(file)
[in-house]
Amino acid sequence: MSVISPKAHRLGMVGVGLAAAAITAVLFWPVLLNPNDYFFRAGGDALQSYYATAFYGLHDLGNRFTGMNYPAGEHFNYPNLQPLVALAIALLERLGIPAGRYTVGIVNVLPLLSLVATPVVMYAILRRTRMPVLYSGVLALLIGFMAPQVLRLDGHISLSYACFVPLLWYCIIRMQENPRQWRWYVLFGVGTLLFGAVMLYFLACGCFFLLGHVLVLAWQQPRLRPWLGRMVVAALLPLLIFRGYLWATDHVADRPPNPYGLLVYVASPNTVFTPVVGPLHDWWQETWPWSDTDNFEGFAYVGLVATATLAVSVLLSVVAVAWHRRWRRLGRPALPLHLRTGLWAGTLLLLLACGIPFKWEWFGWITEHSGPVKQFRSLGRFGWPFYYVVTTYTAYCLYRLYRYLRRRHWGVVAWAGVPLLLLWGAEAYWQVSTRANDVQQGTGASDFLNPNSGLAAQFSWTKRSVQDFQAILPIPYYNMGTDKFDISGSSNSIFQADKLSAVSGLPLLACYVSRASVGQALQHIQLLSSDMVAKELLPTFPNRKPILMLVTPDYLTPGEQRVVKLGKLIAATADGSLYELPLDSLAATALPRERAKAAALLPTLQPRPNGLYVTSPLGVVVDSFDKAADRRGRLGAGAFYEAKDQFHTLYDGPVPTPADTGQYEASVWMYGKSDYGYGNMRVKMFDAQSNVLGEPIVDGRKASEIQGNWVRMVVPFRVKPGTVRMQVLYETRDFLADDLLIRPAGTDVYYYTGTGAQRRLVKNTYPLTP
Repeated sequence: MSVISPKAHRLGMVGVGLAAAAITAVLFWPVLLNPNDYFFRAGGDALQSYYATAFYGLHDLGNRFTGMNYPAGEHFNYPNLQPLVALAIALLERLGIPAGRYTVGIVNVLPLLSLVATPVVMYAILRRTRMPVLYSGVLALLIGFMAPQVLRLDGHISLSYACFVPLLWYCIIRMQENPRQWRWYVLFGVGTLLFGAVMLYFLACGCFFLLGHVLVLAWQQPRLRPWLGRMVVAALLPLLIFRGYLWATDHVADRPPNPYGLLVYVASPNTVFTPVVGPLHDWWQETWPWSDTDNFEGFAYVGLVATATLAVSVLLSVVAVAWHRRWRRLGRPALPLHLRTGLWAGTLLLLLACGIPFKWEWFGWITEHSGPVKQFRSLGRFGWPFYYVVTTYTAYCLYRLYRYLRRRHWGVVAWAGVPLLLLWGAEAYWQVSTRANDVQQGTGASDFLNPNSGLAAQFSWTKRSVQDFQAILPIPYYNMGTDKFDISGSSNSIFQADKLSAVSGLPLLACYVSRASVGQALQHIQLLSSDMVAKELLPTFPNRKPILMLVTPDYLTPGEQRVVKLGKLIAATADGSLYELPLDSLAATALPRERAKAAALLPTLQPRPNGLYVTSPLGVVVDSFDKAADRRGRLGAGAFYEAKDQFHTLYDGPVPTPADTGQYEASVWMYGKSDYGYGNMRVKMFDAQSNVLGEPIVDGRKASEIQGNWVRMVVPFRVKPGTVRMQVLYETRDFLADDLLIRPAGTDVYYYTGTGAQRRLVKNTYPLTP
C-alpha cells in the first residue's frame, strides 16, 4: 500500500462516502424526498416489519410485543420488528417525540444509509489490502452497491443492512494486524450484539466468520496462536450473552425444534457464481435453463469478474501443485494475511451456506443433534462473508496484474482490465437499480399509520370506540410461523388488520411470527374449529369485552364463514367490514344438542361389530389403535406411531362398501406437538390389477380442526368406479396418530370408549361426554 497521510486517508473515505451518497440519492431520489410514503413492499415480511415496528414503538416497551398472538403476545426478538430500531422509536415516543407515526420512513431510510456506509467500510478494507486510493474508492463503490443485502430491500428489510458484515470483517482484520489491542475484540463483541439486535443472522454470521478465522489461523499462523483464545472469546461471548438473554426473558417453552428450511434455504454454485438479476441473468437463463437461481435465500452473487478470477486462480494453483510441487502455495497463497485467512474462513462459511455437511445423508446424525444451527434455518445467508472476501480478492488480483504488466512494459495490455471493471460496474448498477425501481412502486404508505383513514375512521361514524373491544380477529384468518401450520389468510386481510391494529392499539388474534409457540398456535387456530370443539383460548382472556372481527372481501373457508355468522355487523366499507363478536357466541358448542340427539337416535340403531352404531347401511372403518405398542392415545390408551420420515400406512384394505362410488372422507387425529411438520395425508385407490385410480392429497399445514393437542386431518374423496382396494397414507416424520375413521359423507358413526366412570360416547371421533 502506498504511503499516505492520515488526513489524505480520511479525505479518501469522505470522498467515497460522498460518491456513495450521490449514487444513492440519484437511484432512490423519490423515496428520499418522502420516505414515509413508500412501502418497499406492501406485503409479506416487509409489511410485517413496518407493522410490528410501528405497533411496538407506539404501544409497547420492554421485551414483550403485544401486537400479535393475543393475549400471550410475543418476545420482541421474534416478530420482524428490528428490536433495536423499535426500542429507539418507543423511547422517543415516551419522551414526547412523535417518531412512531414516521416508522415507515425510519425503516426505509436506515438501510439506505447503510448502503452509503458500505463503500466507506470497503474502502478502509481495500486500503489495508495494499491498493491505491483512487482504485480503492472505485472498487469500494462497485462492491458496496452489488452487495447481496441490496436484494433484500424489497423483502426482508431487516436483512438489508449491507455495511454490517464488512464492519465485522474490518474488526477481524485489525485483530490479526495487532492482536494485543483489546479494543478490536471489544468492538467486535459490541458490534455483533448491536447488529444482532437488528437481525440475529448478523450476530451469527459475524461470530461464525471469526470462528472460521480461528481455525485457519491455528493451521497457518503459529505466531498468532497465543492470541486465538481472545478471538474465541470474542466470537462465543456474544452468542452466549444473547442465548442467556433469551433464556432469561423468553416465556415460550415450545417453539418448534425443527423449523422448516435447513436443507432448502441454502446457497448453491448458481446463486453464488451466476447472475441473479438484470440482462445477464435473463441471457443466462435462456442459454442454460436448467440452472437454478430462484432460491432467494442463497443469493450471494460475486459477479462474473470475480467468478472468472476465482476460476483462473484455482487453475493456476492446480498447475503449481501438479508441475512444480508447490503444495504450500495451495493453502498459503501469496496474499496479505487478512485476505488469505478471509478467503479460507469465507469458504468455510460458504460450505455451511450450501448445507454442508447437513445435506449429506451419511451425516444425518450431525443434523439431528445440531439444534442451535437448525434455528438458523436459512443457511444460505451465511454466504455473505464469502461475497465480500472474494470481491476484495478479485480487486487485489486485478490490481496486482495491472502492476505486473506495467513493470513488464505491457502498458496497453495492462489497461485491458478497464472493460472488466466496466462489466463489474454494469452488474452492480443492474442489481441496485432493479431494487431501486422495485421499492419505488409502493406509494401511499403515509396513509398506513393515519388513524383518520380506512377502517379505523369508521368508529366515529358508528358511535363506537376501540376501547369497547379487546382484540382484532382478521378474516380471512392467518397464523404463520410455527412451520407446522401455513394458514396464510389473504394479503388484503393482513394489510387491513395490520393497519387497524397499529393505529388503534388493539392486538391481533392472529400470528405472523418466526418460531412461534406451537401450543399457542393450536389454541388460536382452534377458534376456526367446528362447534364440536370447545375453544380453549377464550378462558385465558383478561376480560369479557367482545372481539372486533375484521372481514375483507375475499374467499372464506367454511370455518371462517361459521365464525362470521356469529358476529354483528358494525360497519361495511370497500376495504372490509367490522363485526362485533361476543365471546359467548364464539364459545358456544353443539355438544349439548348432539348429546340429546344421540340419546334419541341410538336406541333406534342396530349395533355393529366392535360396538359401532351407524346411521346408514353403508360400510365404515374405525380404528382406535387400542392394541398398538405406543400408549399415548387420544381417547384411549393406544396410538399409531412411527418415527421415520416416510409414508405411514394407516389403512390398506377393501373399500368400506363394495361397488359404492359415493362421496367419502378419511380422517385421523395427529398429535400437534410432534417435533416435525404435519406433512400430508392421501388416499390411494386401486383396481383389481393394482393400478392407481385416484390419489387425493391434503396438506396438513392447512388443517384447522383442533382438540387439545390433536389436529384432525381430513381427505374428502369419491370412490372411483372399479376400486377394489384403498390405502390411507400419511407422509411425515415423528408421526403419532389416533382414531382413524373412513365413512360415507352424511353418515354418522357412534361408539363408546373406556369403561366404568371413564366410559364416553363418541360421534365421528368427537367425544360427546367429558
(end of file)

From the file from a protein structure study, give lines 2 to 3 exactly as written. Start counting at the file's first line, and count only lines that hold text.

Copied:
Amino acid sequence: MSVISPKAHRLGMVGVGLAAAAITAVLFWPVLLNPNDYFFRAGGDALQSYYATAFYGLHDLGNRFTGMNYPAGEHFNYPNLQPLVALAIALLERLGIPAGRYTVGIVNVLPLLSLVATPVVMYAILRRTRMPVLYSGVLALLIGFMAPQVLRLDGHISLSYACFVPLLWYCIIRMQENPRQWRWYVLFGVGTLLFGAVMLYFLACGCFFLLGHVLVLAWQQPRLRPWLGRMVVAALLPLLIFRGYLWATDHVADRPPNPYGLLVYVASPNTVFTPVVGPLHDWWQETWPWSDTDNFEGFAYVGLVATATLAVSVLLSVVAVAWHRRWRRLGRPALPLHLRTGLWAGTLLLLLACGIPFKWEWFGWITEHSGPVKQFRSLGRFGWPFYYVVTTYTAYCLYRLYRYLRRRHWGVVAWAGVPLLLLWGAEAYWQVSTRANDVQQGTGASDFLNPNSGLAAQFSWTKRSVQDFQAILPIPYYNMGTDKFDISGSSNSIFQADKLSAVSGLPLLACYVSRASVGQALQHIQLLSSDMVAKELLPTFPNRKPILMLVTPDYLTPGEQRVVKLGKLIAATADGSLYELPLDSLAATALPRERAKAAALLPTLQPRPNGLYVTSPLGVVVDSFDKAADRRGRLGAGAFYEAKDQFHTLYDGPVPTPADTGQYEASVWMYGKSDYGYGNMRVKMFDAQSNVLGEPIVDGRKASEIQGNWVRMVVPFRVKPGTVRMQVLYETRDFLADDLLIRPAGTDVYYYTGTGAQRRLVKNTYPLTP
Repeated sequence: MSVISPKAHRLGMVGVGLAAAAITAVLFWPVLLNPNDYFFRAGGDALQSYYATAFYGLHDLGNRFTGMNYPAGEHFNYPNLQPLVALAIALLERLGIPAGRYTVGIVNVLPLLSLVATPVVMYAILRRTRMPVLYSGVLALLIGFMAPQVLRLDGHISLSYACFVPLLWYCIIRMQENPRQWRWYVLFGVGTLLFGAVMLYFLACGCFFLLGHVLVLAWQQPRLRPWLGRMVVAALLPLLIFRGYLWATDHVADRPPNPYGLLVYVASPNTVFTPVVGPLHDWWQETWPWSDTDNFEGFAYVGLVATATLAVSVLLSVVAVAWHRRWRRLGRPALPLHLRTGLWAGTLLLLLACGIPFKWEWFGWITEHSGPVKQFRSLGRFGWPFYYVVTTYTAYCLYRLYRYLRRRHWGVVAWAGVPLLLLWGAEAYWQVSTRANDVQQGTGASDFLNPNSGLAAQFSWTKRSVQDFQAILPIPYYNMGTDKFDISGSSNSIFQADKLSAVSGLPLLACYVSRASVGQALQHIQLLSSDMVAKELLPTFPNRKPILMLVTPDYLTPGEQRVVKLGKLIAATADGSLYELPLDSLAATALPRERAKAAALLPTLQPRPNGLYVTSPLGVVVDSFDKAADRRGRLGAGAFYEAKDQFHTLYDGPVPTPADTGQYEASVWMYGKSDYGYGNMRVKMFDAQSNVLGEPIVDGRKASEIQGNWVRMVVPFRVKPGTVRMQVLYETRDFLADDLLIRPAGTDVYYYTGTGAQRRLVKNTYPLTP